Apart from Ormoc, the group is eyeing to build GK villages in over 300 barangays in areas affected by the storm, including Tacloban in Leyte; Sara, Estancia and Concepcion in Iloilo; Capiz and even Daan Bantayan in Cebu.

Meloto said the project requires P2.5 billion to build two-story concrete housing units for the beneficiaries left homeless by the devastating storm to ever hit the country. To date, various companies here and abroad have already pledged monetary support to GK. These include Mövenpick Resort, with a donation of P10 million; Credit Suisse, P15 million; and The Peninsula Group, $500,000 or roughly P22 million.

Social enterprise Human Nature, on the other hand, has committed in kind with 100 housing units.

“We don’t know whether [building all the 20,000 houses] will happen or not. The most important thing is at least we’ve tried [and already started]. We hope to build [all of] these with [the help of other private] corporations,” he said, citing other GK supporters as possible donors such as Toyota Motor Philippines Corp., San Miguel Corp., Hyundai Asia Resources Inc., and SM Group of Companies.

Even before Yolanda wrecked havoc in Central Visayas, GK has already established 400 villages in most of the hardly ruined areas.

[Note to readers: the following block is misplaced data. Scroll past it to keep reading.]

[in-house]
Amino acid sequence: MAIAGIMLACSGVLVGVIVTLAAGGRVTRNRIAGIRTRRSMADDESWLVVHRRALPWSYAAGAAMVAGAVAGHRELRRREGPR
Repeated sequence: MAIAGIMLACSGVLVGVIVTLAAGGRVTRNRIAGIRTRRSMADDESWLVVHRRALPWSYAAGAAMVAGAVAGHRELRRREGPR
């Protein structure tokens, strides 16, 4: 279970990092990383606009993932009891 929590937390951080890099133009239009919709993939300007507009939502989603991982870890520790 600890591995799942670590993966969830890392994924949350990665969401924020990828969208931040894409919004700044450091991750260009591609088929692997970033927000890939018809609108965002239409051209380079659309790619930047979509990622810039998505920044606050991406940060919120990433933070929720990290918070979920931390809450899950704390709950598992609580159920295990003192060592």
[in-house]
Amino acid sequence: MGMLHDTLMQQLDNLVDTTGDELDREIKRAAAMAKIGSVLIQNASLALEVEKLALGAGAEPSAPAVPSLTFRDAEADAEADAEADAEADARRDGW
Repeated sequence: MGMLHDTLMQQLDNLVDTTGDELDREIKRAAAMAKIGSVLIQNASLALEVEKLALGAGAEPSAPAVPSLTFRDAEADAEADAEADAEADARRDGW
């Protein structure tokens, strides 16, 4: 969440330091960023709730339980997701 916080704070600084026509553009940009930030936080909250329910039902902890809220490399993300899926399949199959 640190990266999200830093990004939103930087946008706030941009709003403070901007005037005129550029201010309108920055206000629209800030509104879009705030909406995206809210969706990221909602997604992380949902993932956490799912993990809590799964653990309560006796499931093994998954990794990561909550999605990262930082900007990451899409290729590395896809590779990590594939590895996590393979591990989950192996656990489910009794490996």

Meloto said that they also need to provide about 5,000 roofings for those families affected by the super typhoon and fishing boats for their livelihood.

By Federico D. Pascual JR.
The Philippine Star

New-Year-2014THROW THE TRASH: Before a new year slips in at midnight, we still have time to dispose of last year’s garbage, especially the psychological trash weighing down heavily on our minds.

Sorting out personal problems, you will discover that except for physical difficulties and survival issues, many of our worries are only in the mind. Many times we fret and lose sleep over what people might think or say, or what someone dear to us might do.

These relationship and social complications are not a matter of life and death. As they fester mostly in the mind, they are usually solved by just making adjustments — or by ignoring them.

Imagined problems are our own creation. We think they are a problem and they become so. By the same process, we should be able to banish them from our mind, and our lives, at will.

So, will it! Right now! Gather and throw out the garbage of your mind, thereby making room for the joy and hope of a New Year!

* * *